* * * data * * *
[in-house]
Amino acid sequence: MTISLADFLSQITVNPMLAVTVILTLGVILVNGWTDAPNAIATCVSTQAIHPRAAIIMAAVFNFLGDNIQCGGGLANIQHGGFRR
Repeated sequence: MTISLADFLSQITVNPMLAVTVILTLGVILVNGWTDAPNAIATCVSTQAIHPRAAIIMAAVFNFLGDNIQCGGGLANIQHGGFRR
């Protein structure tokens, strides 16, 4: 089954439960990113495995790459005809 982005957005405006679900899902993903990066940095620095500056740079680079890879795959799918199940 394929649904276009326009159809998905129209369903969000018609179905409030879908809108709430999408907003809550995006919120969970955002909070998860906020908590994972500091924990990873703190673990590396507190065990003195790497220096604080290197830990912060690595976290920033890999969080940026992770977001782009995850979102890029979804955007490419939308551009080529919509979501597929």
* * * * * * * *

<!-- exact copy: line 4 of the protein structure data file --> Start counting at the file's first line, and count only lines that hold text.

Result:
């Protein structure tokens, strides 16, 4: 089954439960990113495995790459005809 982005957005405006679900899902993903990066940095620095500056740079680079890879795959799918199940 394929649904276009326009159809998905129209369903969000018609179905409030879908809108709430999408907003809550995006919120969970955002909070998860906020908590994972500091924990990873703190673990590396507190065990003195790497220096604080290197830990912060690595976290920033890999969080940026992770977001782009995850979102890029979804955007490419939308551009080529919509979501597929």